Our discussion of specific aspects of our data analysis process, including our work around coding and reliability, illustrates the methodological work that undergraduates can perform in a community of practice that is scaffolded by more experienced faculty and senior student researchers. Typically understood as part of graduate student development, undergraduate students are able to ask creative research questions informed by their unique and shared experiences, as well as their deep understanding of the data. In the language of community psychology research competencies, they are able to develop foundational skills, as well as research design skills, data analysis skills, and research theories and perspectives. Undergraduate students in community psychology should be recognized as knowledge producers, change agents, and leaders on campus, in communities, and in the field.

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Author

Elizabeth Thomas, Marsha D. Walton, Anna Manoogian, Anna Baker-Olson, Bianca Branch, Adele Malpert, Karina Henderson, and Remi Parker Elizabeth Thomas, Marsha D. Walton, Anna Manoogian, Anna Baker-Olson, Bianca Branch, Adele Malpert, Karina Henderson, and Remi Parker

 

Elizabeth Thomas, is Associate Professor of Psychology and Plough Chair of Urban Studies at Rhodes College. She teaches undergraduate courses in community psychology, research methods, and urban studies, and she supervises students in engaged learning and research from introductory courses to senior capstones.

 

Marsha Walton, Professor of Psychology and Blount Chair of Social Sciences at Rhodes College, where she teaches courses in developmental psychology, gender and sexuality studies, and qualitative/observational methodologies.  

 

Anna Manoogian, J.D. candidate at Boston University School of Law. Anna recently graduated from Rhodes College in Memphis, Tennessee where she earned a B.A. in psychology and participated on the Community Narrative Research Team from 2016-2018.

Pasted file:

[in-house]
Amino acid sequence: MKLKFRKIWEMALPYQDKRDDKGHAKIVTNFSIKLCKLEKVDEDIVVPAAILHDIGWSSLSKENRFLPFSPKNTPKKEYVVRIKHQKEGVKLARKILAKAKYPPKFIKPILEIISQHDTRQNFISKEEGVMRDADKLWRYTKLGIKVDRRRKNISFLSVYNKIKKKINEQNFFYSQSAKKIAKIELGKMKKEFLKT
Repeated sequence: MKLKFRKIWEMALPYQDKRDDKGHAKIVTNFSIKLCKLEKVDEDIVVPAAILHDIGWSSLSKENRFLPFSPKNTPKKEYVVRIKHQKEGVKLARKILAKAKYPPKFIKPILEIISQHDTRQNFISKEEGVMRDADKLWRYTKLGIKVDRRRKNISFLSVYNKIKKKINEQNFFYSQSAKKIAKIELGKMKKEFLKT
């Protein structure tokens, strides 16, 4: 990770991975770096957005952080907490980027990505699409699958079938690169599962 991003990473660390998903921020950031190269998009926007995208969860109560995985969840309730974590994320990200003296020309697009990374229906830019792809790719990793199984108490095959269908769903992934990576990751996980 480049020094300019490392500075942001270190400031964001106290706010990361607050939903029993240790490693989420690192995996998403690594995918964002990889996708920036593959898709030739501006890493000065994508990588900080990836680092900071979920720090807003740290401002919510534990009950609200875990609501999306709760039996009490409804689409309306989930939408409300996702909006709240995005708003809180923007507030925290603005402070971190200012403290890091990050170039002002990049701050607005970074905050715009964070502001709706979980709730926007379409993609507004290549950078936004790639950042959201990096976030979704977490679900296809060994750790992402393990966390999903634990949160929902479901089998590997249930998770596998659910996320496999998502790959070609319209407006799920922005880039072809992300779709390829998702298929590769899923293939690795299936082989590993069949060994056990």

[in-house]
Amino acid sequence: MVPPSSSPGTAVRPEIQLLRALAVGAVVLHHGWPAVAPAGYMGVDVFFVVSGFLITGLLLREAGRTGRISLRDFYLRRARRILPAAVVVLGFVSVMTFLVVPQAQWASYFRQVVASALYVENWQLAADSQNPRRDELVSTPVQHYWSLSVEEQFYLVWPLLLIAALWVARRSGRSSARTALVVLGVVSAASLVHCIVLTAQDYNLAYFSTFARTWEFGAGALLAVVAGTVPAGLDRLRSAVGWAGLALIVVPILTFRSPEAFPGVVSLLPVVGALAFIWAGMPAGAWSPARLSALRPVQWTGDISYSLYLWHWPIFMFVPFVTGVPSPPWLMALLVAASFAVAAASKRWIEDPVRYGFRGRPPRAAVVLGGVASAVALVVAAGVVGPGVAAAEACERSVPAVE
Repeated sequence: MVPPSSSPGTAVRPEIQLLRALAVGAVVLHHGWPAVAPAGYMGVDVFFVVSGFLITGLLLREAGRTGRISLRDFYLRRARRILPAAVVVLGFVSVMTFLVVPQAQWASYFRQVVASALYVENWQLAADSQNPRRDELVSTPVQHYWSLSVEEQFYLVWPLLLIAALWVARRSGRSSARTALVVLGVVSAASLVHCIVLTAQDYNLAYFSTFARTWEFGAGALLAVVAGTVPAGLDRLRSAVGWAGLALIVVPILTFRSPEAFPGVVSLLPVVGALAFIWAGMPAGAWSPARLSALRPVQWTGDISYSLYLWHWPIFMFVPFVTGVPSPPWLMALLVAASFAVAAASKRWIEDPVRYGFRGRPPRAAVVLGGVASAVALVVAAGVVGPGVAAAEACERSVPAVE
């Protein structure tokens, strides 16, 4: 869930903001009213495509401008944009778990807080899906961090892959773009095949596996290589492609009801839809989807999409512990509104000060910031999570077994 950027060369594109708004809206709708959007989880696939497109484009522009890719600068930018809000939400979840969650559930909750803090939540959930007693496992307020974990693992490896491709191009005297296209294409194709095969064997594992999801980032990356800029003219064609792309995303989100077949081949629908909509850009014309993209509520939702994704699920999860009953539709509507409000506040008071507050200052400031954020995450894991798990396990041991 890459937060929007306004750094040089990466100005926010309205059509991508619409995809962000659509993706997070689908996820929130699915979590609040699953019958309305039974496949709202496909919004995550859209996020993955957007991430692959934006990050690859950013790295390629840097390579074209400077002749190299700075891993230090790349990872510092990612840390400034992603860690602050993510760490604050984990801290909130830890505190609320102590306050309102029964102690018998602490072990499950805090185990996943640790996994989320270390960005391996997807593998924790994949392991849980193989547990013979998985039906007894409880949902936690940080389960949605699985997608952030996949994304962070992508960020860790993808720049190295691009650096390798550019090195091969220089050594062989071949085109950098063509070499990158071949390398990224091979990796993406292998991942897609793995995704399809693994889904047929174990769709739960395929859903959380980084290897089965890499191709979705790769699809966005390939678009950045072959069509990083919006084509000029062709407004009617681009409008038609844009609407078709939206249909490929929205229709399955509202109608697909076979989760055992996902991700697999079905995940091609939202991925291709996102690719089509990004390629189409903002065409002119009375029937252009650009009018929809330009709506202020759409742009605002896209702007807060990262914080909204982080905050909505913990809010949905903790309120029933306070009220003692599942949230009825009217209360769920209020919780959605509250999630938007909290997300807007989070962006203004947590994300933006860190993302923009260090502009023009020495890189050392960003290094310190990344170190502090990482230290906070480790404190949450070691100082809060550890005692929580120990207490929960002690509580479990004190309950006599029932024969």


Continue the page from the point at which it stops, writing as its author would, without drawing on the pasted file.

Anna Baker-Olson, fourth-year undergraduate student at Rhodes College.  She will graduate in the Spring of 2019 with a B.A. in psychology and political science, in addition to a minor in gender and sexuality studies.  

 

Bianca Branch, native Memphian and senior at Rhodes College majoring in Psychology. She became a member of the Community Narrative Research Team as part of summer fellowship in 2017 and has since presented alongside her team at the 2017 AME conference in St. Louis and in a community psychology webinar focused on undergraduate competences and practices. 

 

Adele V. Malpert, doctoral student in Community Research and Action at Vanderbilt University Peabody College specializing in Education and Youth Development.  Prior to her graduate studies, Adele earned a B.A. with Honors (2015) in psychology from Rhodes College.

 

Karina Henderson, alum of Rhodes College, class of 2018. At Rhodes she studied English literature and creative writing, as well as anthropology and sociology. Additionally, Karina served as a Bonner Scholar during her four years at Rhodes.

 

Remi Parker, junior psychology major and religious studies minor on the pre-medicine track at Rhodes College, Memphis, TN. Parker is also a Bonner Scholar recipient, which has enabled her to complete 280 hours of service per academic year, as well as two summers of service dedicated to her academic and personal interests, such as women’s reproductive health.


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Keywords: undergraduate research, community of practice, narrative